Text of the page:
If being tasked with embroidering the Duchess of Cambridge's wedding dress wasn't enough, a woman from Surrey is taking on her next challenge - to design and embroider a tapestry of the Magna Carta.
It's to coincide with its 800th anniversary and will eventually be taken around the country in the lead up to the event next year.
Mel Bloor has been to see it in the making.
Interviewees: Runnymede Borough Councillor Derek Cotty and Embroider Rhoda Nevins.
The Very Reverend June Osborne, Dean of Salisbury Cathedral, gives her reaction to the plans to commemorate the 800th anniversary of the Magna Carta. The Cathedral is currently home to one of four surviving copies.
Salisbury Cathedral is home to one of four surviving copies of the historic document, the Magna Carta. Issued by King John in 1215 as a solution to a political crisis he was facing.
It established for the first time the monarch was subject to the law of the land, rather than above it.
Although nearly a third of the text was dropped or substantially rewritten within ten years and almost all the clauses have been repealed in modern times, Magna Carta remains a cornerstone of the British Constitution and its principles are echoed in the US constitution and others around the world.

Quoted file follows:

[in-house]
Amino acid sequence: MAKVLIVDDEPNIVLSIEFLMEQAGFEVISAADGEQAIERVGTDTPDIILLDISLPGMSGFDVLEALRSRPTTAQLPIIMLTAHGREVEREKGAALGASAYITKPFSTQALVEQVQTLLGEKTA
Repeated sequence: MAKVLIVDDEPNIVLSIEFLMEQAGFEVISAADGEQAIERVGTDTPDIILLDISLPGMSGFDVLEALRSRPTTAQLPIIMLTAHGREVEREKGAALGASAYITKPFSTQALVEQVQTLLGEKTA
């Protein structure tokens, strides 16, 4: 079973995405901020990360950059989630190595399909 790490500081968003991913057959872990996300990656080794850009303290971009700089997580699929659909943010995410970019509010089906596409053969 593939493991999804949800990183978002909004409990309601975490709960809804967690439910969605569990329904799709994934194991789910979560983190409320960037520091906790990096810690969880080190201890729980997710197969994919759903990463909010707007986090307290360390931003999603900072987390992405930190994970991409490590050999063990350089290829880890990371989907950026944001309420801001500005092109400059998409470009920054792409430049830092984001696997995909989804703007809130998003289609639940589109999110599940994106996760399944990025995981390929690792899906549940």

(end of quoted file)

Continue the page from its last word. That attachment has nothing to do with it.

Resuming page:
As well as providing a once-in-a-lifetime opportunity for researchers to study the documents together, the unification will be a chance for 1,215 members of the public to see the manuscripts side-by-side after winning free tickets in an public ballot.
The four surviving original copies of Magna Carta will be brought together for the first time in history in 2015, the year of the 800th anniversary of the issue of the Charter by King John in 1215.
The unification, which will be held at the British Library in collaboration with Salisbury Cathedral and Lincoln Cathedral will take place over three days in early 2015 and will kick off a year of celebrations across the UK and the world.
The opportunity to study the manuscripts alongside one another will allow historians to study faded or obscured parts of the text more closely and to look for new clues about the identity of the writers of the texts, which is currently unknown.
One of the most valuable pieces of paper owned by any council in Britain has gone on display in Kent.Faversham Council's copy of the Magna Carta is valued at more than fifteen million pounds.
For security reasons it usually it has to be locked away, but residents were given the chance to view it as part of this year's Faversham Festival. Sue Brockman from Faversham Town Council spoke to Meridian reporter Iain McBride about the discovery.